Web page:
While opening his headquarters in Memphis, Ross Bass said of Clement, “Every time this man has been allowed to be the chief executive, he has imposed new taxes, taxes that hurt the people who work for a living.” M. M. Bullard, speaking in Chattanooga, said Ross Bass was “the shoeshine boy of special interest groups.”
As the campaign for the senatorial nomination drew to a close, both Bass and Clement attacked one another for alleged absenteeism. “As an example,” Bass told 2,000 people at a rally in Cookeville, “last year, after the end of the 1963 Legislature but before Clement became an active candidate for the Senate, he only spent 61 days in his office during the rest of the year.” Speaking in Springfield, Tennessee, Governor Clement charged Bass with “neglecting” his own sixteen county congressional district and said the congressman had missed 67 of 76 meetings of the House Agriculture Committee and the subcommittee upon which Bass served.
As usual, all of the candidates claimed to be confident of victory as Election Day approached. When the results began to trickle in, Governor Frank Clement was stunned. Bass won all four big urban counties: Knox, Hamilton, Davidson and Shelby. Bass won Davidson by the astonishing margin of better than 63%, with Governor Clement failing to win even 30% of the vote. Clement was further humiliated by narrowly losing his own Dickson County. Ross Bass won a resounding victory in the Democratic primary, winning with just over 50% of the vote; Governor Clement trailed with under 36% of the vote, while M. M. Bullard took the remainder. It was the first time Frank Clement had lost an election and he proved to be gracious in defeat. “All my life I’ve always gotten almost everything I asked for it seems like,” Clement said. “I hope the people will now unite behind me for the next two years.”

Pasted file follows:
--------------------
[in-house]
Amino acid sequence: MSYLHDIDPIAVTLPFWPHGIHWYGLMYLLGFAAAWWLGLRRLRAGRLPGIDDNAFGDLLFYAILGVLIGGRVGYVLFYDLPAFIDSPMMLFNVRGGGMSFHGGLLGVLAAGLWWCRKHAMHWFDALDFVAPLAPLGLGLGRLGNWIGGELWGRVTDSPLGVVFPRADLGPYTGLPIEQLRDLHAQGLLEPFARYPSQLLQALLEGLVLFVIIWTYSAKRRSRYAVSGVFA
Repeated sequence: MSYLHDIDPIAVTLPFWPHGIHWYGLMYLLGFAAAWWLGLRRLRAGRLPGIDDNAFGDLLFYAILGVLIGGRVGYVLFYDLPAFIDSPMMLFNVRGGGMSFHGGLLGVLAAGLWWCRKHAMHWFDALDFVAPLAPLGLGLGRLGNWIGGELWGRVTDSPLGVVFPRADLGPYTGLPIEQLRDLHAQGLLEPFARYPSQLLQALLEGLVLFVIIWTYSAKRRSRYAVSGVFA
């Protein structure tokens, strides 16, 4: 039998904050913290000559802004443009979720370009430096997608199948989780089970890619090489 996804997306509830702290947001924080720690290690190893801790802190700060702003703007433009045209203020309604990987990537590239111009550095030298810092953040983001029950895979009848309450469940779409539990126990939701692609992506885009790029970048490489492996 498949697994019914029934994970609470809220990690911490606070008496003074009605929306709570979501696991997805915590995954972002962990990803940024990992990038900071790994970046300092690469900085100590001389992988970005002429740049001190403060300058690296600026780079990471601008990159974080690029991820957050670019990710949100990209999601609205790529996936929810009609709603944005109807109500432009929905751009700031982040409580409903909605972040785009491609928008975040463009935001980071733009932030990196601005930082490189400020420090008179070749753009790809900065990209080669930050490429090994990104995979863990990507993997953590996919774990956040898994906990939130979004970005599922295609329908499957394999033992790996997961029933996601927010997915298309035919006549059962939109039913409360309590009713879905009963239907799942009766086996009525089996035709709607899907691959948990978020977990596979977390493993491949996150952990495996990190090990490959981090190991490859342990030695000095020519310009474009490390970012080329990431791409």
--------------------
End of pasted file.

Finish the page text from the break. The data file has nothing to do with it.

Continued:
The governor admitted losing was a “new experience” for him and readily offered his support to Ross Bass, who faced Republican Howard Baker in the general election. Clement absolved his friends and supporters for his loss, saying any fault for losing was his own. The governor acknowledged his supporters and campaign managers could not have worked any harder on his behalf. Clearly, the defeat stung and Clement wistfully quoted his mother, “She told me once that if I didn’t win, it would only be because the people of Tennessee couldn’t stand the thought of giving me up as governor.”
“The governor’s statement was very magnanimous and I appreciate it very much,” Ross Bass said.
The 1964 Democratic primary was over, but there would be another in two short years.